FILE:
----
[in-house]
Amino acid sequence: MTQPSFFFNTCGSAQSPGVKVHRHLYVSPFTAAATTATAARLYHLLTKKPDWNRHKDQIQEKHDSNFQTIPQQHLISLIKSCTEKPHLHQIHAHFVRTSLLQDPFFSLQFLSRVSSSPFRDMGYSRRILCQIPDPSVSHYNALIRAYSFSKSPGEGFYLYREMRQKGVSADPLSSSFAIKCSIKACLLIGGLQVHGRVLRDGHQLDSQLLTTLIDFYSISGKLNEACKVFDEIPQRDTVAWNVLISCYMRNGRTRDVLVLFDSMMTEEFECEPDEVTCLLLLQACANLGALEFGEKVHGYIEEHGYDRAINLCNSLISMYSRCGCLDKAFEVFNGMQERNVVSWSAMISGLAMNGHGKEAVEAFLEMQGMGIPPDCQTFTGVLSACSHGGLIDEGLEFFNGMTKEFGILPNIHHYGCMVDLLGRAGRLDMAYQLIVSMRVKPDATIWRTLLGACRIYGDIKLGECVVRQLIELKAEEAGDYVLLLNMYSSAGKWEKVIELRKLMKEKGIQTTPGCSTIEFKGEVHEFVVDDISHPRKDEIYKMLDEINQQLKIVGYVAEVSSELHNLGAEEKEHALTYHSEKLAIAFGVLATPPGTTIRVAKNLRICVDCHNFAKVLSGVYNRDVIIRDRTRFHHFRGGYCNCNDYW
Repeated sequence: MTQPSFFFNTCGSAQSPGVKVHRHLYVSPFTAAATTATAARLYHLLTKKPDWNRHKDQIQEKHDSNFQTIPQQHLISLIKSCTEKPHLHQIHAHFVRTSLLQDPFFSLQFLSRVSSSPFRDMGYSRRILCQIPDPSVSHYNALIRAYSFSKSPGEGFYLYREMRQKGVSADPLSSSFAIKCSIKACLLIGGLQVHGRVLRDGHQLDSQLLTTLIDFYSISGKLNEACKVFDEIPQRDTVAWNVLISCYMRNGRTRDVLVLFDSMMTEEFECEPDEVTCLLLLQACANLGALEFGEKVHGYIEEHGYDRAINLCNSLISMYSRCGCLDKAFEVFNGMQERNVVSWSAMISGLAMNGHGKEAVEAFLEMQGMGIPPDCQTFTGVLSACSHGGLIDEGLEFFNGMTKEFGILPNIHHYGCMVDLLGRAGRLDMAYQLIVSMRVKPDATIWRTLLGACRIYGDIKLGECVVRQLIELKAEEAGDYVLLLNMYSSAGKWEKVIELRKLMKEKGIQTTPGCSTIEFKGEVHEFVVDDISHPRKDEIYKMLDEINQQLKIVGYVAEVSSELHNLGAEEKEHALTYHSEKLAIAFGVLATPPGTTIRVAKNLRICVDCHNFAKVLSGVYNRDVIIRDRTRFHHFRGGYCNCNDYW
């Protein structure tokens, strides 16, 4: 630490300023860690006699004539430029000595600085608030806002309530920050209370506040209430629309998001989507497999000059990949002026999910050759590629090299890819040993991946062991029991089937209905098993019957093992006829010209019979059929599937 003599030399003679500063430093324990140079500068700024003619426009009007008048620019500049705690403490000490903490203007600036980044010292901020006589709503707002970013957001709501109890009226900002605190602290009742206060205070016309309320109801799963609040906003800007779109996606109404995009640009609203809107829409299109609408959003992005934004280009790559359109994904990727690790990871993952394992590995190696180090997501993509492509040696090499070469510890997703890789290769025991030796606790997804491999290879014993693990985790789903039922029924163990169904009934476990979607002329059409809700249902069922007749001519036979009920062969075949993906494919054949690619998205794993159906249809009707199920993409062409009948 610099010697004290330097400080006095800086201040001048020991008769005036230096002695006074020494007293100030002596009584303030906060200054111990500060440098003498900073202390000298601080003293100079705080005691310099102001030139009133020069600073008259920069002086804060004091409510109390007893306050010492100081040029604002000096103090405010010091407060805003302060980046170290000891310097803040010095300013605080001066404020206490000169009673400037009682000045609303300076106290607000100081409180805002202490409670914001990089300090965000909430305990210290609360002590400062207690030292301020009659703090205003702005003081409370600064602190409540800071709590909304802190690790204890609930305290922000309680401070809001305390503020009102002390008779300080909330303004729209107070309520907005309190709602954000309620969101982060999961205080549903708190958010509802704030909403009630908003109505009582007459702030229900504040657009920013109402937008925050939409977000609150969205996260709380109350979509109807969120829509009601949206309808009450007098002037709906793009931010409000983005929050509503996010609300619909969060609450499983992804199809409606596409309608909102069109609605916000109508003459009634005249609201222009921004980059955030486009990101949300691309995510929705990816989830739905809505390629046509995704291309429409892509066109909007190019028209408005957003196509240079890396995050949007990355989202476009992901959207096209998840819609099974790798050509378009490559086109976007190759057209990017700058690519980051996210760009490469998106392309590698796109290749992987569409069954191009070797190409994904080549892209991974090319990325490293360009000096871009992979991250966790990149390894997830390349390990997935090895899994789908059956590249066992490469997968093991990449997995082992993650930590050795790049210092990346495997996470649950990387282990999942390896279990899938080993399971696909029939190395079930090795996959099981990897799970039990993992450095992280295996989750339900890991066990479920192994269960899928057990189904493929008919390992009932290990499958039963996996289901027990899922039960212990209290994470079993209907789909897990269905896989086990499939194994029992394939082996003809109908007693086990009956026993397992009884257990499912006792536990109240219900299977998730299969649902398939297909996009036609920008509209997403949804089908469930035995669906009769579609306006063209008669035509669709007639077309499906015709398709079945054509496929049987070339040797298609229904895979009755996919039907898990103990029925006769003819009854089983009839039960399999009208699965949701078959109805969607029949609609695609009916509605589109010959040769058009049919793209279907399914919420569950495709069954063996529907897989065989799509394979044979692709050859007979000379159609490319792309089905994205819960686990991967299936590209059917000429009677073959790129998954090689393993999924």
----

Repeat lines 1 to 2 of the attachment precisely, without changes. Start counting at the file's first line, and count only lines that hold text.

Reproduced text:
[in-house]
Amino acid sequence: MTQPSFFFNTCGSAQSPGVKVHRHLYVSPFTAAATTATAARLYHLLTKKPDWNRHKDQIQEKHDSNFQTIPQQHLISLIKSCTEKPHLHQIHAHFVRTSLLQDPFFSLQFLSRVSSSPFRDMGYSRRILCQIPDPSVSHYNALIRAYSFSKSPGEGFYLYREMRQKGVSADPLSSSFAIKCSIKACLLIGGLQVHGRVLRDGHQLDSQLLTTLIDFYSISGKLNEACKVFDEIPQRDTVAWNVLISCYMRNGRTRDVLVLFDSMMTEEFECEPDEVTCLLLLQACANLGALEFGEKVHGYIEEHGYDRAINLCNSLISMYSRCGCLDKAFEVFNGMQERNVVSWSAMISGLAMNGHGKEAVEAFLEMQGMGIPPDCQTFTGVLSACSHGGLIDEGLEFFNGMTKEFGILPNIHHYGCMVDLLGRAGRLDMAYQLIVSMRVKPDATIWRTLLGACRIYGDIKLGECVVRQLIELKAEEAGDYVLLLNMYSSAGKWEKVIELRKLMKEKGIQTTPGCSTIEFKGEVHEFVVDDISHPRKDEIYKMLDEINQQLKIVGYVAEVSSELHNLGAEEKEHALTYHSEKLAIAFGVLATPPGTTIRVAKNLRICVDCHNFAKVLSGVYNRDVIIRDRTRFHHFRGGYCNCNDYW